Keep going. You’re pre-published, not un-published. If you really want to do it, then keep on going. After all, if you quit you’ll never get there!

Would you offer any word of warning for aspiring or new authors about the writing profession or the publishing industry?

Yes. Write because you love it, not for the money (although some money is nice). Don’t imagine glory and riches. There are thousands of brilliant authors out there but I bet you’ve never heard of 95% of them. If you’re after fame and money, try Simon Cowell.

Anything you want to share with readers about yourself, or previous, current or upcoming EC releases?

I’m a screaming ball of crazy. My books reflect this. Mad, Bad & Dangerous is about a snarky shapeshifter and a feckless mage who can’t actually do magic. It’s the sequel to Almost Human, which was about an angry lion and a high-class prostitute. My favorite character to write is undoubtedly Striker—the father of Almost Human’s heroine—who is a total psychopath. He’s in MB&D too, mostly because I just really like him. I’m considering a third book, one with a retired courtesan and an amnesiac assassin. That could be fun.


Unknown said...

Wonderful answers and I adored Almost Human. I can't wait to read Mad, Bad & Dangerous.

Unknown said...

Almost Human was so much fun. I'd love a Striker story.

Thanks for the advice and encouragement. ;)

Kate Johnson said...

Glad you liked it, guys!

One day, I'll haul Striker's story out of the Bad Manuscript cupboard and try to turn it into a Good Manuscript. Unfortunately it, like Striker, is endearing but terrible.

Anonymous said...

Cool! Lots of good stuff there.

Does anyone know if Cerridwen Press is open to submissions yet?

Stacia Kelly said...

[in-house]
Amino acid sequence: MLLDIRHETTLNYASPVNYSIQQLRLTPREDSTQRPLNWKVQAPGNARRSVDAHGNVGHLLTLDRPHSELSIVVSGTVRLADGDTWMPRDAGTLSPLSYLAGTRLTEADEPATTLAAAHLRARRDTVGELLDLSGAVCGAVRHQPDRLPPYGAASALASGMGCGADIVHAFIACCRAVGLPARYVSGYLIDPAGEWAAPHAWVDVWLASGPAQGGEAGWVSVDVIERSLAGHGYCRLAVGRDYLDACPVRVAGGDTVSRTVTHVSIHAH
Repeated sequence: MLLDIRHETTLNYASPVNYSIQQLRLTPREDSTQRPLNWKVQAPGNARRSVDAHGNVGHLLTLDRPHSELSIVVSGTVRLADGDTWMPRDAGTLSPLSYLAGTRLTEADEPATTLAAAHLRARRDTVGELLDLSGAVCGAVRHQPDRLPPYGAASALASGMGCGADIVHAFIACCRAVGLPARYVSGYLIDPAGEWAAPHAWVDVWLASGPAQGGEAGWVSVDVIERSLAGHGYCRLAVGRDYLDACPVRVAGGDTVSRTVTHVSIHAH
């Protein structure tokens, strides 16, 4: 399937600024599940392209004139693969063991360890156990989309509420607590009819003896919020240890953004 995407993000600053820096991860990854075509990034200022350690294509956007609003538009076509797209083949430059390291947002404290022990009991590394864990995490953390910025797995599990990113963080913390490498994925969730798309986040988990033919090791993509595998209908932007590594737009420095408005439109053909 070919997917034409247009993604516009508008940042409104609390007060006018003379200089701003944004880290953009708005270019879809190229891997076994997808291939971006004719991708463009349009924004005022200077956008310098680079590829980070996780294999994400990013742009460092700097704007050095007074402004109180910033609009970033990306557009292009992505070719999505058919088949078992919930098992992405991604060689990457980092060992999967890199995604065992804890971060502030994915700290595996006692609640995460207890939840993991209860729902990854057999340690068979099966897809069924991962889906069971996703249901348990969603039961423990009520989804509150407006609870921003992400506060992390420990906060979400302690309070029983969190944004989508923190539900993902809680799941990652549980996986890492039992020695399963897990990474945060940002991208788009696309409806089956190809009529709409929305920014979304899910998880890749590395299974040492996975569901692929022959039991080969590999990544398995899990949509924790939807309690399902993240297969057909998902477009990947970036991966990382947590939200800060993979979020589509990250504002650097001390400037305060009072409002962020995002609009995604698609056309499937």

Almost Human is what drew me to your writing, a true romance WITH the erotic part, all wonderfully woven together. And, I was glad to see it carried thru with Kett's story.

I would LOVE to see Striker's you make a psycopath loveable. I'm having that issue with Samuel.

Great advice and encouragement, but then, I expect nothing less from you :D

Kate Johnson said...

You know, I think Striker gets more fanmail than I do! Clearly there really IS something irresistible about a bad boy.

I think, if I can quote James Marsters on Spike, "He's a monster, but if he likes you he'll be your monster, and he'll do anything for you."

Maybe that's the allure?

Barbara Elsborg said...

I'm absolutely with your on the MI5 comment. I once researched how far a body would decompose left under a boathouse and my other half expected a knock on the door at any moment.
You sound fun, Cat - but then we Brits are!!

barbara elsborg

Kate Johnson said...

At least I'm not the only one! I once tried to find out how long it would take a person to freeze to death. Never got a definitive answer...

Stacia Kelly said...

Shouldn't you be able to call the morgue and ask? You'd think they would know. Or a medical examiner.

(We watch way too much crime TV here.)

Kate Johnson said...

I'm not sure it ever occurred to me to call the morgue. Come to think of it, I wouldn't know how to (do they publish the phone number? Can I look it up in the yellow pages? Drop by and ask in person? Where the hell is the nearest morgue, anyway?).

And I can just imagine the conversation. "Hello, morgue? I was just wondering if you could tell me how long it takes a person to freeze to death. No, just a query. I'm not a murderer. I'm a novelist. Why are there sirens outside? Hello?"

Stacia Kelly said...

*laughs* Well, it would make for a good story. I'm not sure where the morgue is...theoretically, shouldn't we know that kind of thing? I would think a local police station would be able to tell you.

And do warn them you're a novelist, that ought to be a GREAT discussion ;)

Stacia Kelly said...

*laughs* Well, it would make for a good story. I'm not sure where the morgue is...theoretically, shouldn't we know that kind of thing? I would think a local police station would be able to tell you.

And do warn them you're a novelist, that ought to be a GREAT discussion ;)

Anonymous said...

Thanks for the wonderful advice and encouragment-*wiping brow and sitting in chair fingers on keyboard*--sometimes it is hard to keep on; keeping on. Thanks. FYI: A morgue is any room in any building that holds corpses until identification, autopsy, or funeral arrangements are made. Morgues are often in hospital basements, municipal buildings for medical examiners or coroner; mortuary/funeral homes, and even tents or gymnasiums when natural disasters strike; and sadly, at war zones. So the term "morgue" may bring to mind stainless steel rooms and refridgeration units like we see on T.V.; but the term "morgue" is actually more like an "exit" sign--it means "dead bodies temporarily stored here in this room (structure) or building."